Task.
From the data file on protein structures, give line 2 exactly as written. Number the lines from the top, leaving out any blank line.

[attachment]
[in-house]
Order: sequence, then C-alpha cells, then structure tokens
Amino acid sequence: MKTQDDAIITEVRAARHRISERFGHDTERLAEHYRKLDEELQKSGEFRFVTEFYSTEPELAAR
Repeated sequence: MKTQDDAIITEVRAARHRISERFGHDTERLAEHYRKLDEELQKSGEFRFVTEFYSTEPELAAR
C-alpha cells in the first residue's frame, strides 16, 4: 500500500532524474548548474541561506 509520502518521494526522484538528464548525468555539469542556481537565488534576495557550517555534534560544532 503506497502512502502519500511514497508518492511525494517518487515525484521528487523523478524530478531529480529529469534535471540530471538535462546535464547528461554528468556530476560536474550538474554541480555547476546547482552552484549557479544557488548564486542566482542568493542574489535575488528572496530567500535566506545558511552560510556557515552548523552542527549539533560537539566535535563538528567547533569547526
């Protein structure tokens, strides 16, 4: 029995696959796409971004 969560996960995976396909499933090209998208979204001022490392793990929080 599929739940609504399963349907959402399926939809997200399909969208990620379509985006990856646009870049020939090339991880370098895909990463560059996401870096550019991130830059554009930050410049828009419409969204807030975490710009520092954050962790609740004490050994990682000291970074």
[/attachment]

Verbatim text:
Order: sequence, then C-alpha cells, then structure tokens